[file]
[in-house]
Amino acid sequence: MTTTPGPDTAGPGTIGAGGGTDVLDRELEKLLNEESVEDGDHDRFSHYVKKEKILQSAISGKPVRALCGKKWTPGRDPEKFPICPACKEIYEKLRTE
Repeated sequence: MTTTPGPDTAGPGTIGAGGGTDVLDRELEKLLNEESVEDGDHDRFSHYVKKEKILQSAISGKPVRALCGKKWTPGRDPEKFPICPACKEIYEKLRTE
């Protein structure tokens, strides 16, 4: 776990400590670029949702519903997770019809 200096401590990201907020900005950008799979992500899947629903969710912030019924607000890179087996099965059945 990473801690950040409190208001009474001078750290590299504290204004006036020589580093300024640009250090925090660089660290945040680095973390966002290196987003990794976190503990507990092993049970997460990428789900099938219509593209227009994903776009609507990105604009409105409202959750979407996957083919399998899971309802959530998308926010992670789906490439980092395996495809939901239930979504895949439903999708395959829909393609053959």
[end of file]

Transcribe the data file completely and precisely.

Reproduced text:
[in-house]
Amino acid sequence: MTTTPGPDTAGPGTIGAGGGTDVLDRELEKLLNEESVEDGDHDRFSHYVKKEKILQSAISGKPVRALCGKKWTPGRDPEKFPICPACKEIYEKLRTE
Repeated sequence: MTTTPGPDTAGPGTIGAGGGTDVLDRELEKLLNEESVEDGDHDRFSHYVKKEKILQSAISGKPVRALCGKKWTPGRDPEKFPICPACKEIYEKLRTE
């Protein structure tokens, strides 16, 4: 776990400590670029949702519903997770019809 200096401590990201907020900005950008799979992500899947629903969710912030019924607000890179087996099965059945 990473801690950040409190208001009474001078750290590299504290204004006036020589580093300024640009250090925090660089660290945040680095973390966002290196987003990794976190503990507990092993049970997460990428789900099938219509593209227009994903776009609507990105604009409105409202959750979407996957083919399998899971309802959530998308926010992670789906490439980092395996495809939901239930979504895949439903999708395959829909393609053959």